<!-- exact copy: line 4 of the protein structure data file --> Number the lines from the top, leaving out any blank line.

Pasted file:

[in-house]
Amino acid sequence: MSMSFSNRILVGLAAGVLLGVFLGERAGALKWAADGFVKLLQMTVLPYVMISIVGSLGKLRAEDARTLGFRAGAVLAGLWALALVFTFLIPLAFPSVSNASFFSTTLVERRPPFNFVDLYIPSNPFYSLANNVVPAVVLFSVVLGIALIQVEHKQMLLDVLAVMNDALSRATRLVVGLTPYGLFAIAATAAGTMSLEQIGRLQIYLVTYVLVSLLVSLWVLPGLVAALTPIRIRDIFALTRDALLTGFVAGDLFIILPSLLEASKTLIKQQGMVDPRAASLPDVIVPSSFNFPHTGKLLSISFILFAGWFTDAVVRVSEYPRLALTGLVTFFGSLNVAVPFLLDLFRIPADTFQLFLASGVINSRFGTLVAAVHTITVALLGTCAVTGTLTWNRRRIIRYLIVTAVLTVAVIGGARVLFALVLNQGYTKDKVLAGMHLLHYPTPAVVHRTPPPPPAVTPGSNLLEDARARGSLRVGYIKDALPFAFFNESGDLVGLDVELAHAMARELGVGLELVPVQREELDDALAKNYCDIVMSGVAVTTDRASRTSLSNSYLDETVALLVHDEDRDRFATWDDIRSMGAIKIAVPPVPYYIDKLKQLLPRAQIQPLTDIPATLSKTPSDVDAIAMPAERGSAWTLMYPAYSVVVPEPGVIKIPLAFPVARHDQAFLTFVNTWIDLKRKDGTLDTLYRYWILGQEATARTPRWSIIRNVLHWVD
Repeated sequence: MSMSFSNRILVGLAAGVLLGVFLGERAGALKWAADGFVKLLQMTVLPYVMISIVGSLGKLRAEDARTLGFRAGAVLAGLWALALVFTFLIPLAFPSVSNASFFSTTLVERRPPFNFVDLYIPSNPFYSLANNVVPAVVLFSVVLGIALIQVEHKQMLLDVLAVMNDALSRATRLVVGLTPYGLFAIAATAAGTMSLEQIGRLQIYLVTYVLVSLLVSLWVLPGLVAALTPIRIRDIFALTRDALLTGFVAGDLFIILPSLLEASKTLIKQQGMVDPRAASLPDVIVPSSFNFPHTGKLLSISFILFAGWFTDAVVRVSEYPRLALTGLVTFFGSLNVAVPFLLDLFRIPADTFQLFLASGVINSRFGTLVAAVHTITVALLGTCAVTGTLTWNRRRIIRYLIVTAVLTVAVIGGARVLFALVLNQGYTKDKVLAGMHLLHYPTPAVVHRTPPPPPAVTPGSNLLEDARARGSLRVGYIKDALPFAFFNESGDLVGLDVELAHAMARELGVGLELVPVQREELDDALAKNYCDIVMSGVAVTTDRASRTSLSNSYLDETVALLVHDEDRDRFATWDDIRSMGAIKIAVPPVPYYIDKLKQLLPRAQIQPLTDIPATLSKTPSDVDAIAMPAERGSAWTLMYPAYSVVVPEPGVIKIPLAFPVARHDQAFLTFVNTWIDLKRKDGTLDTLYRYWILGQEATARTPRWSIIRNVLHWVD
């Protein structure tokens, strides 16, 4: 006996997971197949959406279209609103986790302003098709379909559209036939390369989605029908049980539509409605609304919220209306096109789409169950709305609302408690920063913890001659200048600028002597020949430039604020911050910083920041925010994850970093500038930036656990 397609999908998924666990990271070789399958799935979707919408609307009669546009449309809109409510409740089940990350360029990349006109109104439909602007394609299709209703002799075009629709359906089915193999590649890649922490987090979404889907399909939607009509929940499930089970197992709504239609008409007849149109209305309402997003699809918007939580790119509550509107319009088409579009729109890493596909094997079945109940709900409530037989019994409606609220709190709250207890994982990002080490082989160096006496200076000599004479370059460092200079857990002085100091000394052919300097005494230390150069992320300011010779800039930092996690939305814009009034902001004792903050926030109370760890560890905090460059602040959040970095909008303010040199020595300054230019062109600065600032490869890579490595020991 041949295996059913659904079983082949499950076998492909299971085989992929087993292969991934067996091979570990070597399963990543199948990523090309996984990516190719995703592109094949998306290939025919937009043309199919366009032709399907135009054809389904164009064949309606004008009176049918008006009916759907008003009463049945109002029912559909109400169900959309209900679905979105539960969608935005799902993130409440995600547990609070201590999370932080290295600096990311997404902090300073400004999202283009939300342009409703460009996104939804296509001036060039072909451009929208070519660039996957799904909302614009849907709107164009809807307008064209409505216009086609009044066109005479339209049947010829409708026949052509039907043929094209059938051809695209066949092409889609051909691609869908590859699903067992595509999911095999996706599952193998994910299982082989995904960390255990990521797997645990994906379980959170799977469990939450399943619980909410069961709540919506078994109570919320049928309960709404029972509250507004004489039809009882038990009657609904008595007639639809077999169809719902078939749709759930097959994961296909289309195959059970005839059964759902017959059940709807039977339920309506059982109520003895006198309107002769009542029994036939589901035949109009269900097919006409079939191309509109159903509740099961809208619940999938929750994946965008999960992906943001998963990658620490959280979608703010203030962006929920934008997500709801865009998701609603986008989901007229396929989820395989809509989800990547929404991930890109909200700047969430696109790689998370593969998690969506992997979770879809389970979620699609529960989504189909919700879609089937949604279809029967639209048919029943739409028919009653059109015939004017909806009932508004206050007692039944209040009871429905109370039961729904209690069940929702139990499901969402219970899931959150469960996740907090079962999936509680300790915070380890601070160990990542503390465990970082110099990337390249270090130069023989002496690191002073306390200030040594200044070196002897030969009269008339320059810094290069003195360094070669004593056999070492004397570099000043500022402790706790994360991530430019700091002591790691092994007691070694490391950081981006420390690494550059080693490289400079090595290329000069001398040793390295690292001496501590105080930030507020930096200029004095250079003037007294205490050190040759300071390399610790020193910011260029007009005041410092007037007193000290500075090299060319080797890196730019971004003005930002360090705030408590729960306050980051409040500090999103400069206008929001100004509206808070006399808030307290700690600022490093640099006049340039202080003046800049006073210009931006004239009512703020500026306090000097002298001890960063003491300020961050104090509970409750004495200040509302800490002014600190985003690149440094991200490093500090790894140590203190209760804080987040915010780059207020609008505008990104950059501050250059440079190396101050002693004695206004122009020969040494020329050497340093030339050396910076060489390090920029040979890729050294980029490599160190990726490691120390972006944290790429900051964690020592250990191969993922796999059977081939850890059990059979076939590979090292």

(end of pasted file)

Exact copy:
């Protein structure tokens, strides 16, 4: 006996997971197949959406279209609103986790302003098709379909559209036939390369989605029908049980539509409605609304919220209306096109789409169950709305609302408690920063913890001659200048600028002597020949430039604020911050910083920041925010994850970093500038930036656990 397609999908998924666990990271070789399958799935979707919408609307009669546009449309809109409510409740089940990350360029990349006109109104439909602007394609299709209703002799075009629709359906089915193999590649890649922490987090979404889907399909939607009509929940499930089970197992709504239609008409007849149109209305309402997003699809918007939580790119509550509107319009088409579009729109890493596909094997079945109940709900409530037989019994409606609220709190709250207890994982990002080490082989160096006496200076000599004479370059460092200079857990002085100091000394052919300097005494230390150069992320300011010779800039930092996690939305814009009034902001004792903050926030109370760890560890905090460059602040959040970095909008303010040199020595300054230019062109600065600032490869890579490595020991 041949295996059913659904079983082949499950076998492909299971085989992929087993292969991934067996091979570990070597399963990543199948990523090309996984990516190719995703592109094949998306290939025919937009043309199919366009032709399907135009054809389904164009064949309606004008009176049918008006009916759907008003009463049945109002029912559909109400169900959309209900679905979105539960969608935005799902993130409440995600547990609070201590999370932080290295600096990311997404902090300073400004999202283009939300342009409703460009996104939804296509001036060039072909451009929208070519660039996957799904909302614009849907709107164009809807307008064209409505216009086609009044066109005479339209049947010829409708026949052509039907043929094209059938051809695209066949092409889609051909691609869908590859699903067992595509999911095999996706599952193998994910299982082989995904960390255990990521797997645990994906379980959170799977469990939450399943619980909410069961709540919506078994109570919320049928309960709404029972509250507004004489039809009882038990009657609904008595007639639809077999169809719902078939749709759930097959994961296909289309195959059970005839059964759902017959059940709807039977339920309506059982109520003895006198309107002769009542029994036939589901035949109009269900097919006409079939191309509109159903509740099961809208619940999938929750994946965008999960992906943001998963990658620490959280979608703010203030962006929920934008997500709801865009998701609603986008989901007229396929989820395989809509989800990547929404991930890109909200700047969430696109790689998370593969998690969506992997979770879809389970979620699609529960989504189909919700879609089937949604279809029967639209048919029943739409028919009653059109015939004017909806009932508004206050007692039944209040009871429905109370039961729904209690069940929702139990499901969402219970899931959150469960996740907090079962999936509680300790915070380890601070160990990542503390465990970082110099990337390249270090130069023989002496690191002073306390200030040594200044070196002897030969009269008339320059810094290069003195360094070669004593056999070492004397570099000043500022402790706790994360991530430019700091002591790691092994007691070694490391950081981006420390690494550059080693490289400079090595290329000069001398040793390295690292001496501590105080930030507020930096200029004095250079003037007294205490050190040759300071390399610790020193910011260029007009005041410092007037007193000290500075090299060319080797890196730019971004003005930002360090705030408590729960306050980051409040500090999103400069206008929001100004509206808070006399808030307290700690600022490093640099006049340039202080003046800049006073210009931006004239009512703020500026306090000097002298001890960063003491300020961050104090509970409750004495200040509302800490002014600190985003690149440094991200490093500090790894140590203190209760804080987040915010780059207020609008505008990104950059501050250059440079190396101050002693004695206004122009020969040494020329050497340093030339050396910076060489390090920029040979890729050294980029490599160190990726490691120390972006944290790429900051964690020592250990191969993922796999059977081939850890059990059979076939590979090292």